- To give praise and thanks to God in the midst of suffering is the greatest sign of faith. I’ll be quite frank: I felt like because I chose to go to college, and later chose to move back home, that made me a weak Christian in comparison to my friends who are missionaries. There’s a stigma, I think, in the Christian world that if you’re not a missionary or religious (priest/nun/pastor), that you’re not really living the “real” Christian life; that you don’t love Jesus enough to sacrifice everything for Him; that faith is measured by the amount of things we give up for Him or the amount of good works we do in His name. FALSE. Yes, Jesus wants our whole lives. Yes, Jesus wants us to do good works. But more than that, He wants us to show that we trust Him, because trust is an essential part of love. And when is it hardest to trust? When everything around us seems hopeless. So what could be our greatest act of trust? To tell God “thank you,” even when we feel like we have nothing. To praise God for His goodness, for who He is, especially when we don’t believe in our hearts that He is working for our good or hears our prayers. I don’t give a damn how you feel; feelings mean nothing. It’s your actions that count. When you feel like Jesus is pouring graces down upon you, of course you’re going to thank him. It takes real courage, real faith, to say, “Father, even though I don’t feel your blessings or your love or your goodness, I know that You are good and that You love me. I know that you are at work, making all things come together for my good.”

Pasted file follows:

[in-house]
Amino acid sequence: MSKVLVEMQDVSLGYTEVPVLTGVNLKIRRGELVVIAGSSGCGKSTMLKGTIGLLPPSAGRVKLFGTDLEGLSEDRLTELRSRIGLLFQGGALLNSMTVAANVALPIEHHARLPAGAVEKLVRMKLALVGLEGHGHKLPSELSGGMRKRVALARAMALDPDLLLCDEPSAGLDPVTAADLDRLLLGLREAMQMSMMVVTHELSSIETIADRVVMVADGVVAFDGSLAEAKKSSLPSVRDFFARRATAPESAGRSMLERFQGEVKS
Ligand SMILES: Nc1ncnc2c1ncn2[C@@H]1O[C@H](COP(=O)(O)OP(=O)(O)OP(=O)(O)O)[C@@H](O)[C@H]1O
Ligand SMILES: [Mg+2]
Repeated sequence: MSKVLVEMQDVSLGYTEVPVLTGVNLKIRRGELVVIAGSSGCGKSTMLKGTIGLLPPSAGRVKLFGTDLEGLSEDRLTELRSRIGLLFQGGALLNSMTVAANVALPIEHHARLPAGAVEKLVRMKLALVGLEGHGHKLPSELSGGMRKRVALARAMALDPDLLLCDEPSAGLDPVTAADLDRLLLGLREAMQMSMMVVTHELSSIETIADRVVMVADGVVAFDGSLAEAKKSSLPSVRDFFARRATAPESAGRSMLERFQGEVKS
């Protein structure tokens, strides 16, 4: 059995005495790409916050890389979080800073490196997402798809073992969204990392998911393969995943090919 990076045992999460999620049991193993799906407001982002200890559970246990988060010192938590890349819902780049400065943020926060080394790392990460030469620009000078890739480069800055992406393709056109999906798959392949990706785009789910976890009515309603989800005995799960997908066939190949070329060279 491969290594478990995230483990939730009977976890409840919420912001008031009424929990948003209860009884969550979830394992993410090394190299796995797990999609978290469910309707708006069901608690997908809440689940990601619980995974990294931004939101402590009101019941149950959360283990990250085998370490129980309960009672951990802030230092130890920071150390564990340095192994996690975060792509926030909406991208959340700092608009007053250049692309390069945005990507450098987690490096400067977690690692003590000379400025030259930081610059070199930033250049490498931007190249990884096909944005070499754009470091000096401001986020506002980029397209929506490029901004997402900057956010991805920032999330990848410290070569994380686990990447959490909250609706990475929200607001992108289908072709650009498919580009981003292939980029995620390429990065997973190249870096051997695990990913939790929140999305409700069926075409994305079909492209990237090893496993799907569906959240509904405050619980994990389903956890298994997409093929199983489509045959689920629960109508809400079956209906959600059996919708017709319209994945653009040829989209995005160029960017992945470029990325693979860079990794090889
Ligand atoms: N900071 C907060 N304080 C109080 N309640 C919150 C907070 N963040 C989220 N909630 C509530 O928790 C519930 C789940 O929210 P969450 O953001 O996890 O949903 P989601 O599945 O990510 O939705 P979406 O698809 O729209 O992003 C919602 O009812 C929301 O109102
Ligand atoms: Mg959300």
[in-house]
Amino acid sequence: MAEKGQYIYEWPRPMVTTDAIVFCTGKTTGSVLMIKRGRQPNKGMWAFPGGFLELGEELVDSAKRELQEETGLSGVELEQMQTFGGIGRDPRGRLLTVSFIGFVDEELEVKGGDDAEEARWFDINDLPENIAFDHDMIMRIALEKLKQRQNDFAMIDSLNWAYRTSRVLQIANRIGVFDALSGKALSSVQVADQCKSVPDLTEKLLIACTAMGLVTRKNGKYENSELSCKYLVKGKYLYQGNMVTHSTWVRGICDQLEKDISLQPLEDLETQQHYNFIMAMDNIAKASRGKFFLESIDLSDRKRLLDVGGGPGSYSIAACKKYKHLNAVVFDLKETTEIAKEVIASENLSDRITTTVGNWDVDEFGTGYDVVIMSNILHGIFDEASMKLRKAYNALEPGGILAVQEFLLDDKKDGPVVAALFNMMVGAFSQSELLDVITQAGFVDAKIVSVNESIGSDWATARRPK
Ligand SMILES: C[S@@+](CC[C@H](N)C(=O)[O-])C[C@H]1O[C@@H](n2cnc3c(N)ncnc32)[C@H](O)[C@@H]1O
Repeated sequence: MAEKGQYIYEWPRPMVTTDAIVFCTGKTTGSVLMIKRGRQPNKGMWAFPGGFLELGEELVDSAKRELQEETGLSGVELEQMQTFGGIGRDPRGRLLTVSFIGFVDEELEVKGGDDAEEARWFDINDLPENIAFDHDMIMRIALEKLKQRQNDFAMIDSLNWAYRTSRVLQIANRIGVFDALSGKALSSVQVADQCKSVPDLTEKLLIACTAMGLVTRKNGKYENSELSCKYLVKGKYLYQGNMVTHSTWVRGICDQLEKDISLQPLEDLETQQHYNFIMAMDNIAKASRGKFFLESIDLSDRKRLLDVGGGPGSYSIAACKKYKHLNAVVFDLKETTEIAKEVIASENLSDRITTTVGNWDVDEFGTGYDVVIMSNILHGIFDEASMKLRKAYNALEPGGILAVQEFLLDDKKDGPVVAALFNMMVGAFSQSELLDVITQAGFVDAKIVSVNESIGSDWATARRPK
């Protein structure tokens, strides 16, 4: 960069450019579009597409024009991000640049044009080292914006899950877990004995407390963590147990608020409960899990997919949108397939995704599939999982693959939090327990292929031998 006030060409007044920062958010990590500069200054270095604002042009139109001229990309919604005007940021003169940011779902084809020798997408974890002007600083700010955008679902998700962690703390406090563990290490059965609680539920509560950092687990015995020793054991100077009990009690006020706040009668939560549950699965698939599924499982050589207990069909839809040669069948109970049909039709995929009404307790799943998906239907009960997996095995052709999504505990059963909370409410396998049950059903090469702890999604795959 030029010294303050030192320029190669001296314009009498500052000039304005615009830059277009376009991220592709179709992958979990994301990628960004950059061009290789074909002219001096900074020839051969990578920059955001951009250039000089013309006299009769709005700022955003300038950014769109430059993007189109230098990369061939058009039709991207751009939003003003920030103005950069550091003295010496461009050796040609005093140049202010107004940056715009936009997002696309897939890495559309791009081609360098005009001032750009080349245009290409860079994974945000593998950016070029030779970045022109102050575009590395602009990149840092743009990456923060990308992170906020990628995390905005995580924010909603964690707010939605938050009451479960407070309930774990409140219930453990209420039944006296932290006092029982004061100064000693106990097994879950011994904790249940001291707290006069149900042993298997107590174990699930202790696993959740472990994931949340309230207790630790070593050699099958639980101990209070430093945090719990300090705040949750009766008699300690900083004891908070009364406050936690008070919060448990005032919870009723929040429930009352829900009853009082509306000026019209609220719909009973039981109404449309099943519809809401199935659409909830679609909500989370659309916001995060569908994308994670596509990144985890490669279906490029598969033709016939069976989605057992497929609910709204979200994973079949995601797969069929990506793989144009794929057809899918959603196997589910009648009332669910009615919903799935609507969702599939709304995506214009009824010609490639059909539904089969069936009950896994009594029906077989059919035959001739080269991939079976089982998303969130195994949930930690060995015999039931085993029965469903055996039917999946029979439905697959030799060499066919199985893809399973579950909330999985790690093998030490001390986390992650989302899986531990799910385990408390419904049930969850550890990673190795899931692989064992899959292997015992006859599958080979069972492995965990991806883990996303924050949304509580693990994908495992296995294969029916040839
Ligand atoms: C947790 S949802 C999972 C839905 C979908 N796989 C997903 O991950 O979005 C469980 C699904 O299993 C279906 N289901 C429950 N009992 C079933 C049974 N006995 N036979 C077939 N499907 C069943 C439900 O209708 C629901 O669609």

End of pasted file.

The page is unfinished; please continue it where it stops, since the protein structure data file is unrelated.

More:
So when you feel like life is a disappointment, do your soul a favor: read, write, and repeat over and over to yourself God’s word involving your problem. For example, if you’re waiting on God to heal you, find every verse in the Bible where God promises healing and ingrain them in your mind. Remind God of what He promised. Tell yourself constantly, whenever you feel doubt, that God IS good, and that the Deceiver is the one who influences you to think otherwise. Lastly, put on a worship playlist and sing praises to God. The best way to build a grateful heart is to habitually sing of God’s goodness when you don’t feel like it. If you need one, there is an Anchored in Hope playlist on Spotify (click here).
Song suggestions: Your Grace is Enough by Matt Maher; While I’m Waiting by John Waller; I Shall Not Want by Audrey Assad; Trust in You by Lauren Daigle; Give Me Faith by Elevation Worship; Blessed Be Your Name by Matt Redman; Good Good Father by Chris Tomlin; and Your Love Never Fails by Jesus Culture.